Creatively Repurpose Your Unwanted Show Swag

June 8, 2018

If you came home from trade show season with more than just new project ideas, check out these repurpose ideas before heading to the trashcan.

Trade show season does more than send you home with great ideas for the coming year; there’s also all of the booth swag. While that tote or t-shirt was a must-have at the show, it could end up taking over useful space or cluttering your office. Even if you plan on using the items, consider this—what did you do with all of last year’s swag? Chances are if you didn’t keep and use it then, it’s now buried in the bottom of a desk drawer or last year’s garbage. Why not repurpose it?

Here at interiors+sources, we use the And On That Note page to showcase positive works in the design community and this time it’s your turn. The i+s team pulled together ideas on how to repurpose tradeshow swag.

Don’t have the time? Swing by the i+s Materials Pavilion (7-1000) during NeoCon to drop off extra items and the i+s staff will repurpose them for you. If you’re not at NeoCon, feel free to send it to headquarters: interiors+sources, 615 5th St SE Cedar Rapids, IA 52401.


Many of us have drawers full of free t-shirts from trade shows and 5k runs, piled with pictures from that one family picnic that took place years ago. These shirts can be put to good use helping a problem in America that doesn’t get enough coverage: many of the 2.5 million kids who are homeless don’t have designated outfits for sleep. Instead, they tend to sleep in their day clothes, which isn’t conducive to a good night’s rest. Donating gently used pajamas (or leftover trade show t-shirts) for homeless kids and teens gives them the comfort and security of having their very own clothes just for sleeping.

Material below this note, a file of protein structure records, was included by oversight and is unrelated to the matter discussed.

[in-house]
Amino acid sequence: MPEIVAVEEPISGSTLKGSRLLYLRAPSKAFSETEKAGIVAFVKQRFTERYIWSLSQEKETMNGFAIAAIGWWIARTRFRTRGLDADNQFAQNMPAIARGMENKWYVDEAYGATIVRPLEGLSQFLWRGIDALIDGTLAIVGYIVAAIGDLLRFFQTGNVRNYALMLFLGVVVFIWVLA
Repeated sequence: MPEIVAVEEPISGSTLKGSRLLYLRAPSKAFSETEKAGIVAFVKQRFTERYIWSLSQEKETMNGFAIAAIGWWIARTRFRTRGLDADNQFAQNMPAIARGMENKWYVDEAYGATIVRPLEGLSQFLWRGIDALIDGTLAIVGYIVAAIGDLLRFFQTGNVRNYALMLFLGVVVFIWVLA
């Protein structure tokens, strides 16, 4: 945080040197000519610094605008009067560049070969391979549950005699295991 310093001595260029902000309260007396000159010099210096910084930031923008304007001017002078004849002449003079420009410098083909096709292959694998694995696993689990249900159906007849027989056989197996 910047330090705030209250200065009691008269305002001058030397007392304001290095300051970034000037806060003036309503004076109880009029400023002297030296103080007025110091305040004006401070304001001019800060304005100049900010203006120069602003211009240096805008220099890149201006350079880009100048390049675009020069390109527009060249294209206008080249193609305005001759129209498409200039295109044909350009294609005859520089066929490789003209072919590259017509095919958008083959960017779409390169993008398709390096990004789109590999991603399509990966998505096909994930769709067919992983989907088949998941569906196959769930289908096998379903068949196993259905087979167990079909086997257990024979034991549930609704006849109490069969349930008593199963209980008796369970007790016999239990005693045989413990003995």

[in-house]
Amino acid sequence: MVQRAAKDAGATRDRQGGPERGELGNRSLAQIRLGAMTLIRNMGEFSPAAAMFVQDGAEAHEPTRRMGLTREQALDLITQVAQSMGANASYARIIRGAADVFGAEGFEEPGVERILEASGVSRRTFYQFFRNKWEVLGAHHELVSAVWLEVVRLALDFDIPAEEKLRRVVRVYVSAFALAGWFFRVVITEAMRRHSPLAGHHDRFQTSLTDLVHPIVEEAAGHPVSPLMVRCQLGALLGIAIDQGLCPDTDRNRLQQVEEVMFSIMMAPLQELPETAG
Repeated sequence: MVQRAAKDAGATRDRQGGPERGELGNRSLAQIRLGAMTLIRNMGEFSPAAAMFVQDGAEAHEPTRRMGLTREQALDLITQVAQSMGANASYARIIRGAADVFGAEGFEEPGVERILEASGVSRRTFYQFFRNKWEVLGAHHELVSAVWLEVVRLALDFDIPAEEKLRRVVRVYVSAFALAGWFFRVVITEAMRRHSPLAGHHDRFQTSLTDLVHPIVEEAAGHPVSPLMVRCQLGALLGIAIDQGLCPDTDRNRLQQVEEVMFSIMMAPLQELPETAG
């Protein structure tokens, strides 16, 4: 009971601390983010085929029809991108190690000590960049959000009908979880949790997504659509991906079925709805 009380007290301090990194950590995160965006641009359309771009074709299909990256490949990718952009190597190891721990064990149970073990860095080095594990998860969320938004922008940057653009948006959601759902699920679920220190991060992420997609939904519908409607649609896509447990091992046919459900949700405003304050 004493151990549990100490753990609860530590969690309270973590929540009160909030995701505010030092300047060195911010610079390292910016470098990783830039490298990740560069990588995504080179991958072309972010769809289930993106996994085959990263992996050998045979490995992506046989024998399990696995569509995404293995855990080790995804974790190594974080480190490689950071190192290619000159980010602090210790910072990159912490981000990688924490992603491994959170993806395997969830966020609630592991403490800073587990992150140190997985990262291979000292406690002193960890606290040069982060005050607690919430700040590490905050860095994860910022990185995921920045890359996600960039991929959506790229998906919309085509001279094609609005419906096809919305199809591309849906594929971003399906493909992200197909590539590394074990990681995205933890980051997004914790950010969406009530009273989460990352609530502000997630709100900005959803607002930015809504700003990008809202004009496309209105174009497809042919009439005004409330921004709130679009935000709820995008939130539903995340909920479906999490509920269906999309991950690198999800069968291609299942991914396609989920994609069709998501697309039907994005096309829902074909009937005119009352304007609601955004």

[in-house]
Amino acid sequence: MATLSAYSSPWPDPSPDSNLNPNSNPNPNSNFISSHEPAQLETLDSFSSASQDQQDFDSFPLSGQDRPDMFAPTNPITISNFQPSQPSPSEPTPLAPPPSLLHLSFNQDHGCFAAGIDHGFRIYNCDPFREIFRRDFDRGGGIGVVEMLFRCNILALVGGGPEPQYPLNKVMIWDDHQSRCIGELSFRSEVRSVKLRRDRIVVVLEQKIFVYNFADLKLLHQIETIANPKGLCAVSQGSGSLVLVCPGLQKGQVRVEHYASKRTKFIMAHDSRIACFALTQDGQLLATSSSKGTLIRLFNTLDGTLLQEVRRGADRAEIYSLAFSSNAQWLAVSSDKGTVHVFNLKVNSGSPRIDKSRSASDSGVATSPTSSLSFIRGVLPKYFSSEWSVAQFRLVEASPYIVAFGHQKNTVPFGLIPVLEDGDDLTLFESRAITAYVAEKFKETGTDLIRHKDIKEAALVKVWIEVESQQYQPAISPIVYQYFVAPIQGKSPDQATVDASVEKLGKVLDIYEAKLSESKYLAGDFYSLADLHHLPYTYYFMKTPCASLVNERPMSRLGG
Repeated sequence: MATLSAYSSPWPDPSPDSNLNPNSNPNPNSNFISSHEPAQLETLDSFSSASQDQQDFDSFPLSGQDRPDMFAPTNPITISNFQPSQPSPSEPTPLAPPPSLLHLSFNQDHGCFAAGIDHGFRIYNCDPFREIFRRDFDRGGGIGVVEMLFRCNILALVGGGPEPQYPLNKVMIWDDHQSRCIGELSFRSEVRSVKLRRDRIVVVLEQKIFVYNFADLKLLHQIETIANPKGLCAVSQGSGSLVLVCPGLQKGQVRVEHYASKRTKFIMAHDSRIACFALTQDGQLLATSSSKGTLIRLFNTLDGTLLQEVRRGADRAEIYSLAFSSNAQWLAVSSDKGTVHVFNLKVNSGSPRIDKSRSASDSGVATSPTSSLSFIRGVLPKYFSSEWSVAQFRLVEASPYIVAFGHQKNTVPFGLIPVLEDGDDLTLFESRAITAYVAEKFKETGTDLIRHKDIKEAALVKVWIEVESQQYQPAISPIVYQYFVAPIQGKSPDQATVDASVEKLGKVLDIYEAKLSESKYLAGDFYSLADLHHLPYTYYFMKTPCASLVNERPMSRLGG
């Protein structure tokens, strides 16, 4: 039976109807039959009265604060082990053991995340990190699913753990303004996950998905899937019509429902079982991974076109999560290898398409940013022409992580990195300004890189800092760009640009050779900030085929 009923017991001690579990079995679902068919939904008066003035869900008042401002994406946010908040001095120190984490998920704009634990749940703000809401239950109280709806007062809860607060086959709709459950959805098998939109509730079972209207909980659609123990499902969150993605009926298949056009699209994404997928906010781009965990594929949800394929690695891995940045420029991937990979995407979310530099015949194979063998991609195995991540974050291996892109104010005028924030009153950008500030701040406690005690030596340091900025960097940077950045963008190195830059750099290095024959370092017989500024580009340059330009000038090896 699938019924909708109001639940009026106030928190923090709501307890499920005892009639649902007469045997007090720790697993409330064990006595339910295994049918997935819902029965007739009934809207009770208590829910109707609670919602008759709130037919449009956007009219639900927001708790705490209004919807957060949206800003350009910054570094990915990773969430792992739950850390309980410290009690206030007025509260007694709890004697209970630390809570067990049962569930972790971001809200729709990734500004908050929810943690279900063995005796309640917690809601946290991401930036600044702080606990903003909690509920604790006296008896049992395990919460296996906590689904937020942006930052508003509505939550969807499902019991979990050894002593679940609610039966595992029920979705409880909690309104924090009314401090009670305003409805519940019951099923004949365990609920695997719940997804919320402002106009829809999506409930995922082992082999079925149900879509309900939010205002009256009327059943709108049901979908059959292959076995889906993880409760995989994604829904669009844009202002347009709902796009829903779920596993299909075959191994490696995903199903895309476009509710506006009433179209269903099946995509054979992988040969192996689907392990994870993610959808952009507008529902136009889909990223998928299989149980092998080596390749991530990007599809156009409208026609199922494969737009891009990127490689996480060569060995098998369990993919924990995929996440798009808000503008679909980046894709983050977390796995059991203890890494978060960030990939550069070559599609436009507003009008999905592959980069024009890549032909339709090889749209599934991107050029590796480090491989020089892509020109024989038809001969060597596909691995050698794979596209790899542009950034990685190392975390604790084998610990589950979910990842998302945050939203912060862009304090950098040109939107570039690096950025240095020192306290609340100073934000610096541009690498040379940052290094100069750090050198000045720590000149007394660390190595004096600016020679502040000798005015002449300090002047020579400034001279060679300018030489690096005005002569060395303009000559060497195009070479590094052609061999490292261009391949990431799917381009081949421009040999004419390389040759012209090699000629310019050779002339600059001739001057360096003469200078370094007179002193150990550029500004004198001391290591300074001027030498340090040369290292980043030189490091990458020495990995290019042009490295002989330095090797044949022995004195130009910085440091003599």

Interested in doing more? Programs like provides kids with new PJs and bedtime stories.

Repurpose Pens and Stationery

One of the easiest ways to help your community is by simply cleaning out your desks or bags. For many public schools, supplies like pens, pencils, and notebooks come from students’ families and teachers are often left supplementing classrooms out of their own pockets. Instead of throwing out your office extras, give your local schools or childcare programs a call to see if they could use more supplies.

Repurpose Tote Bags

These fun trade show staples can run out their use well before their lifecycle is over. For America’s homeless population, keeping one’s possessions on hand is essential. What’s more: While city-wide bans on plastic bags are great for the environment, they have unintended consequences for those struggling financially. Tote bags help fill the need for reusable bags for those in lower socioeconomic income levels and can also give the homeless reliable, sturdy means for transporting their belongings.

Want to do more? Fill reusable totes with items like water bottles, pull-tab cans of food, sanitary items (including unused toiletries from the hotel), and socks to be given to people in need. Easy to stash in the car, they can help improve someone’s life. With the 2015 census stating there are 82,212 homeless people in Chicago alone, NeoCon gives attendees the opportunity to lend a hand to locals in need.

Repurpose Coffee Cups

One of the cornerstones of organizations like Alcoholics Anonymous and Narcotics Anonymous is that they are self-supporting through member donations, oftentimes leading meetings to be low on perks such as coffee cups. If your cupboard can’t possibly hold another mug, consider giving a call to your local fellowship club or AA/NA meeting and ask if they could use them.

Repurpose Samples and USB Drives

The end of trade show season starts another annual event: the purging of the samples. The design departments of local colleges can many times put out-of-season samples to good use in their own materials libraries or provide students with materials for final projects. (Example: Parsons has donation boxes where people can toss their extra fabric for use in the fashion school.)

About the Author

Kadie Yale | Former Editor-in-Chief

Kadie Yale holds a BA in Industrial Design from San Francisco State University and a MA in Decorative Art History and Theory from Parsons the New School. In her role as editor-in-chief from 2015-2018, she led the interiors+sources team in creating relevant content that touches on sustainability, universal design, science, and the role of design in society.

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